What is a blood test?

Blood tests are one of the most common tests and allow, via a simple venipuncture, to check the values of the main blood components and thus provide important information on the patient’s health and function of their body. The doctor may prescribe different types of examinations according to the requirements of the patient and depending on what it is necessary to investigate. Some of the tests are considered routine and are used to identify levels of the following:

  • Glucose
  • Creatinine
  • Homocysteine
  • BUN (blood urea nitrogen test)
  • Sodium
  • Potassium
  • Calcium
  • Aspartate aminotransferase (AST)
  • Alanine aminotransferase (ALT)
  • Lactate dehydrogenase (LDH)
  • Creatine phosphokinase (CPK)
  • Gamma glutamyl transpeptidase (GGT)
  • Amylase
  • Triglycerides
  • Total cholesterol
  • HDL cholesterol
  • Bilirubin
  • Iron
  • Uric acid
  • Blood count


Why undergo a blood test?

Blood tests allow us to identify substances that circulate in the body, and hence check the functioning of the many vital organs. The results are then shared with your doctor or specialist who prescribed them, they will then proceed to the correct readings, giving them a proper weight and possibly placing them in a diagnostic path.


Standard of preparation

The sampling is performed in the morning, when you visit the hospital, preferably before nine o’clock. The doctor will advise and recommend if you need to be fasting prior to the blood examination. In this case it is recommended that the patient does fast prior to the exam, and arrives with an empty stomach. You should inform your doctor of any medication you are taking prior to the exam, as some medical treatments may interfere with the blood results.


Who can undergo this examination?

Any patient may undergo the examination, depending on what specifically is being tested, or required by either the doctor or patient in question.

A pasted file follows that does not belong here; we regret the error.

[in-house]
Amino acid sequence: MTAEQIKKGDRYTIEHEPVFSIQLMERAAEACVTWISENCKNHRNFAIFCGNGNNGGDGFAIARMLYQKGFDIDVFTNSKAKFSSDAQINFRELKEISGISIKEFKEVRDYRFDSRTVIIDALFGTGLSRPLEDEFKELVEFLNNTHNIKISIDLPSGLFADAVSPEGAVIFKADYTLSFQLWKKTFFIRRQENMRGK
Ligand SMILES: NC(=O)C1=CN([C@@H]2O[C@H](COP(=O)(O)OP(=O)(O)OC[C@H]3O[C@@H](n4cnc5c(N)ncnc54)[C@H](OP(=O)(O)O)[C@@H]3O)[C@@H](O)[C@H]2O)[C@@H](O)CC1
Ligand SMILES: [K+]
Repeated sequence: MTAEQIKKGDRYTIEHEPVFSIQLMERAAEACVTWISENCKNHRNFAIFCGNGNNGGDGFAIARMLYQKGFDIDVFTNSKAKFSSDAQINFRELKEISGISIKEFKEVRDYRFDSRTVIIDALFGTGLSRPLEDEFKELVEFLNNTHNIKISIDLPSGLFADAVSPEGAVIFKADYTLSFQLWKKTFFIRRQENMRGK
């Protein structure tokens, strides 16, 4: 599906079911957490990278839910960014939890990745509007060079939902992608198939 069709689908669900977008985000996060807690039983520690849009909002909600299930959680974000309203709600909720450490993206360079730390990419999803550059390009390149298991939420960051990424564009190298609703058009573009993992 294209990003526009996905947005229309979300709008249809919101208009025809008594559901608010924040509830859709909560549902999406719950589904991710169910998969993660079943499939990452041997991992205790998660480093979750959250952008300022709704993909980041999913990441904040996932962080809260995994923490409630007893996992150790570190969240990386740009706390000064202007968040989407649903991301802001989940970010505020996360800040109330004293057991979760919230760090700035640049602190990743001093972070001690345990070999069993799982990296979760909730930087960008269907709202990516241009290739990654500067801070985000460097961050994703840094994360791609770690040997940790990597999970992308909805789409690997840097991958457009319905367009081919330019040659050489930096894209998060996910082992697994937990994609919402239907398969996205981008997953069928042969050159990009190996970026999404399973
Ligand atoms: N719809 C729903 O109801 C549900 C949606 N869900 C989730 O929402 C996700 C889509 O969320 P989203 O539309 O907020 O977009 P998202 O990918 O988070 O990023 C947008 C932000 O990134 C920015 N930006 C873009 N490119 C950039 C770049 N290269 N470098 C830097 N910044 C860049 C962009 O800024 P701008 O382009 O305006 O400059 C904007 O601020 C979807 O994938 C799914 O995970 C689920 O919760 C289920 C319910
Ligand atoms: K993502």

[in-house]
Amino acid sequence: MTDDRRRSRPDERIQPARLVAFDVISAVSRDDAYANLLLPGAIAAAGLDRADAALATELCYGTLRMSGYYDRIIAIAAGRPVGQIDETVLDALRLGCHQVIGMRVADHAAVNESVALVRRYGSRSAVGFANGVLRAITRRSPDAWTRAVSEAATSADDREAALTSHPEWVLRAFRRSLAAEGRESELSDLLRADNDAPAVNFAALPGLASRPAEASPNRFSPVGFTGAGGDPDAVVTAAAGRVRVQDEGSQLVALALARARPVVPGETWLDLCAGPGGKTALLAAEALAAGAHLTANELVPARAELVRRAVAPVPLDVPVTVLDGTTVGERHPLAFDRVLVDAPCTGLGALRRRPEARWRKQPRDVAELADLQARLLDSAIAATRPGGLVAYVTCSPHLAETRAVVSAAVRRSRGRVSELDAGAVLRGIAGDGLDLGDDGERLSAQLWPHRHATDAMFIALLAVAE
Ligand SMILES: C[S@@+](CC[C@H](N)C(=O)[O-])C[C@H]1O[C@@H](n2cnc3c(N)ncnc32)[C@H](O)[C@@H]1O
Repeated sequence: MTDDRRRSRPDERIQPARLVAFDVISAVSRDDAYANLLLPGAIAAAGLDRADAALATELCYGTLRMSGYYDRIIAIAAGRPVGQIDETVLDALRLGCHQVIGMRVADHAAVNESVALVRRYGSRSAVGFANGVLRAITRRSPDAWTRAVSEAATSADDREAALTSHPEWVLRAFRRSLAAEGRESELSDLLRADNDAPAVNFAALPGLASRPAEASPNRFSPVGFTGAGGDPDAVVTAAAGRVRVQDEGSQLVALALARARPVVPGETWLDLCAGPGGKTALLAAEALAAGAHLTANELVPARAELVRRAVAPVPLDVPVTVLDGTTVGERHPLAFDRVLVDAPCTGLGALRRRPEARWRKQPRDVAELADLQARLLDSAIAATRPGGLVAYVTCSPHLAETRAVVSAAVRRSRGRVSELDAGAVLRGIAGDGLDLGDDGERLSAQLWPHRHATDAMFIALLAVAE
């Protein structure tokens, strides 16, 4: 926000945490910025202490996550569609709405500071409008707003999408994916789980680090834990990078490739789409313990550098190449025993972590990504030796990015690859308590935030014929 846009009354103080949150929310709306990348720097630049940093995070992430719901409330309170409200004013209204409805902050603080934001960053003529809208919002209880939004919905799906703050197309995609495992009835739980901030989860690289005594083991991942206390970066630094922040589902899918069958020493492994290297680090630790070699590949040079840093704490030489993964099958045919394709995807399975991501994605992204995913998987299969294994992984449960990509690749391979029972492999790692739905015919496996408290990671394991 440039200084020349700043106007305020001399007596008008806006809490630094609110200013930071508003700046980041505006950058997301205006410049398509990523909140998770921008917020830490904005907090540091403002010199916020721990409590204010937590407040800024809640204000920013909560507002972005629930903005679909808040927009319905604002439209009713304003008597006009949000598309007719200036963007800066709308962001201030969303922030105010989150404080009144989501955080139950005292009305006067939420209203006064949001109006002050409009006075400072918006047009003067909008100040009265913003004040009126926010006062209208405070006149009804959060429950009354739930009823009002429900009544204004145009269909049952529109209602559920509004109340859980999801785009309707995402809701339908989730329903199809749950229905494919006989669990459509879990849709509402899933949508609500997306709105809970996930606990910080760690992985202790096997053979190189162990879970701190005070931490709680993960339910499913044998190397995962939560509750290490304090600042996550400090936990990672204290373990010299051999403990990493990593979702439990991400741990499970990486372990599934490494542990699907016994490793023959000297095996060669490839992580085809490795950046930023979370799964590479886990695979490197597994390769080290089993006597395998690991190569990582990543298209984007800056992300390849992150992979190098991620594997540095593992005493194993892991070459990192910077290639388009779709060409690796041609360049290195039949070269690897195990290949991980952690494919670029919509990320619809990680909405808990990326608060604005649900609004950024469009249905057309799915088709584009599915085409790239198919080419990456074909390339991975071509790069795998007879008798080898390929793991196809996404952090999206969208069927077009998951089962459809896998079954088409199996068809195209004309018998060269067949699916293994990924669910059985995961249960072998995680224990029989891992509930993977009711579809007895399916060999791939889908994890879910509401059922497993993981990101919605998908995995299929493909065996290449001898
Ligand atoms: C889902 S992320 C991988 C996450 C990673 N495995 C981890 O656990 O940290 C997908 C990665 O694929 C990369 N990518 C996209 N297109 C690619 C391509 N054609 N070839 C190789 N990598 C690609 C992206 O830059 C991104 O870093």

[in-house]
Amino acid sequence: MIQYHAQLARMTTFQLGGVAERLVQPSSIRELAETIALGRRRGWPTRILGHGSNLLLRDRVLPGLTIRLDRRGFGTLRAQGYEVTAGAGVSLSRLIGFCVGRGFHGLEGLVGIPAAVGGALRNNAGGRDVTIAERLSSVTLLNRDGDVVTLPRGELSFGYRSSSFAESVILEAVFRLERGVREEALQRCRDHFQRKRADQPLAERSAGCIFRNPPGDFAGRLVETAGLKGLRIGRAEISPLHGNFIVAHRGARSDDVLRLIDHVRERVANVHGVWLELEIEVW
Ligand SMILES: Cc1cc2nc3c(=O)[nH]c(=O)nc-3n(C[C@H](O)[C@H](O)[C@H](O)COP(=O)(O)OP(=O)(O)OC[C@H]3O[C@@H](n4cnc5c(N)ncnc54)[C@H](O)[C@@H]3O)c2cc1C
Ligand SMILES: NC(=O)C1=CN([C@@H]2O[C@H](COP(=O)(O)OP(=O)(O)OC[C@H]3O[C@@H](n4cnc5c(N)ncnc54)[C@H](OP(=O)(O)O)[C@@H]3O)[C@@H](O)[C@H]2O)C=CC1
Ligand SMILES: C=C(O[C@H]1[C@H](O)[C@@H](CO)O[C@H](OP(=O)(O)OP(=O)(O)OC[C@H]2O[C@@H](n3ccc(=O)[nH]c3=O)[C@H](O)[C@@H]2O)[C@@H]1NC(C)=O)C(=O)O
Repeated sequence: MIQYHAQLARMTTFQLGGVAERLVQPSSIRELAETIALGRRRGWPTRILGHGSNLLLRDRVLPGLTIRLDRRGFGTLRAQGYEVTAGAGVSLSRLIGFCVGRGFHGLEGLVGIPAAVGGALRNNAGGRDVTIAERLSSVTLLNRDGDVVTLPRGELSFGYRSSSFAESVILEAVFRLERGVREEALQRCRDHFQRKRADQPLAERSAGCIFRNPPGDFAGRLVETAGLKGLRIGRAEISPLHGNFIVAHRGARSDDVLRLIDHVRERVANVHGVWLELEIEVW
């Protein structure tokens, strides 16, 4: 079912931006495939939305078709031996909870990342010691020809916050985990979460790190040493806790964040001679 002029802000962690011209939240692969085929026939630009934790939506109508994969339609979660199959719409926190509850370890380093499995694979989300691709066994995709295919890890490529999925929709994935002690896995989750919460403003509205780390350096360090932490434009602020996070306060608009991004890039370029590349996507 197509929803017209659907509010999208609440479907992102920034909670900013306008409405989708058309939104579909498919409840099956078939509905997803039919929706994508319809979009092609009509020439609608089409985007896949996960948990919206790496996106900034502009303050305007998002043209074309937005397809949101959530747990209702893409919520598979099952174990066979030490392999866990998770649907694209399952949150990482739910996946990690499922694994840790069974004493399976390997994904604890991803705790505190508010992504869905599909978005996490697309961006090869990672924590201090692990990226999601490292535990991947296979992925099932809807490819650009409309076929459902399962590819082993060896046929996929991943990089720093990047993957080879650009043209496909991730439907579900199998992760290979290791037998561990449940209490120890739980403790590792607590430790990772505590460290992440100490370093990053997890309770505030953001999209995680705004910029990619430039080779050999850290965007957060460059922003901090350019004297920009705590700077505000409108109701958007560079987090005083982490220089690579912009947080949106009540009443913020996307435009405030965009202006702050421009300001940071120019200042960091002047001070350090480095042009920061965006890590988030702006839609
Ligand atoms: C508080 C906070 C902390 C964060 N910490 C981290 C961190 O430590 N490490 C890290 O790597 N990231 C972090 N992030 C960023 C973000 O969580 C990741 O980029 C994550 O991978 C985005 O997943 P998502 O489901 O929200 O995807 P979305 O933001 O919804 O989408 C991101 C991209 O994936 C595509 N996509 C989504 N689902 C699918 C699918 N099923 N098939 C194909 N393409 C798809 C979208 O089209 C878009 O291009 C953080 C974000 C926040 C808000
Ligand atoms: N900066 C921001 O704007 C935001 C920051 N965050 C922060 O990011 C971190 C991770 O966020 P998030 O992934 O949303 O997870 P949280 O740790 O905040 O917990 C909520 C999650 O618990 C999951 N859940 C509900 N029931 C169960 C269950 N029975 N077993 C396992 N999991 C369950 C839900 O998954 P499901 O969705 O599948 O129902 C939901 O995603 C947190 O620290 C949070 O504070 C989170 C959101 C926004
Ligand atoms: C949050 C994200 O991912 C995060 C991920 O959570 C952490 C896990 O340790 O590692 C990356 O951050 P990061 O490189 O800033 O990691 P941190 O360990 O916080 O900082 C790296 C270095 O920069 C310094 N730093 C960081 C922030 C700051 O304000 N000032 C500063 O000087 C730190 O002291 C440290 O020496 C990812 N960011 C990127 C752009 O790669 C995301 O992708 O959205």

Is the exam painful or dangerous?

The examination is not dangerous and is not painful, you may feel a tingling sensation when the needle enters the arm of the body. Many people, however, appear uneasy about this kind of examination and generally prefer not to watch the maneuvers of the nurse. The withdrawal is resolved in a few minutes so, if the idea of drawing blood arouse impression, you should try to distract yourself.


How is the exam performed?

Blood tests are performed by venipuncture, preferably between seven and nine in the morning. The patient, who should be fasting prior to the examination, should wait in the office for a few minutes and eventually the operator comes to explain the process in simple steps. The nurse disinfects the part where the needle will be inserted in the forearm, then goes on to apply the tourniquet, asking the patient to close their fist and once the vein is identified needle slips into the vein. At this point the patient re-opens the hand, the tourniquet is released and the sampling is completed, removing the needle and transferring blood into one or more tubes depending on the type of tests required. A withdrawal is completed, the affected part of the body is applied with cotton ball and a strip of medical tape that the patient is asked to keep for ten minutes, to ensure that bleeding does not resume. The results are typically available in a short time: from a few days to a week.